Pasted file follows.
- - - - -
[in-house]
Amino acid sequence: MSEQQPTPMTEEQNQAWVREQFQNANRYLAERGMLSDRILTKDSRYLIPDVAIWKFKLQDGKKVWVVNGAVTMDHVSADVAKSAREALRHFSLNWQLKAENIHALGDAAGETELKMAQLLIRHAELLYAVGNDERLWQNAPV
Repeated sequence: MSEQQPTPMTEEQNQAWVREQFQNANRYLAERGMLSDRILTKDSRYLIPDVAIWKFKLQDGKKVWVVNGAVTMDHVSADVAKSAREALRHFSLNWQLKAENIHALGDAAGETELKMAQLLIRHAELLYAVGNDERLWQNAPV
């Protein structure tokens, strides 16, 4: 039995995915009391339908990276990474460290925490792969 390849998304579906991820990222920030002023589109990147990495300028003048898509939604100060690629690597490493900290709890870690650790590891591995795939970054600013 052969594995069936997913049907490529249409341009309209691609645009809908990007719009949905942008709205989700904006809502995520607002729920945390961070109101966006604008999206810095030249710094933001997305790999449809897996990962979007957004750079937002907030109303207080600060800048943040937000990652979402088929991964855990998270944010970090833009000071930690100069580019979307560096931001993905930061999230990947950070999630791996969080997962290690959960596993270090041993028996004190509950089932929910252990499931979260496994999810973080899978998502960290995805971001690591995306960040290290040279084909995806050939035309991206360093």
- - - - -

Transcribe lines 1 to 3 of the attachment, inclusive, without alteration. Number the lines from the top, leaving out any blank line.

[in-house]
Amino acid sequence: MSEQQPTPMTEEQNQAWVREQFQNANRYLAERGMLSDRILTKDSRYLIPDVAIWKFKLQDGKKVWVVNGAVTMDHVSADVAKSAREALRHFSLNWQLKAENIHALGDAAGETELKMAQLLIRHAELLYAVGNDERLWQNAPV
Repeated sequence: MSEQQPTPMTEEQNQAWVREQFQNANRYLAERGMLSDRILTKDSRYLIPDVAIWKFKLQDGKKVWVVNGAVTMDHVSADVAKSAREALRHFSLNWQLKAENIHALGDAAGETELKMAQLLIRHAELLYAVGNDERLWQNAPV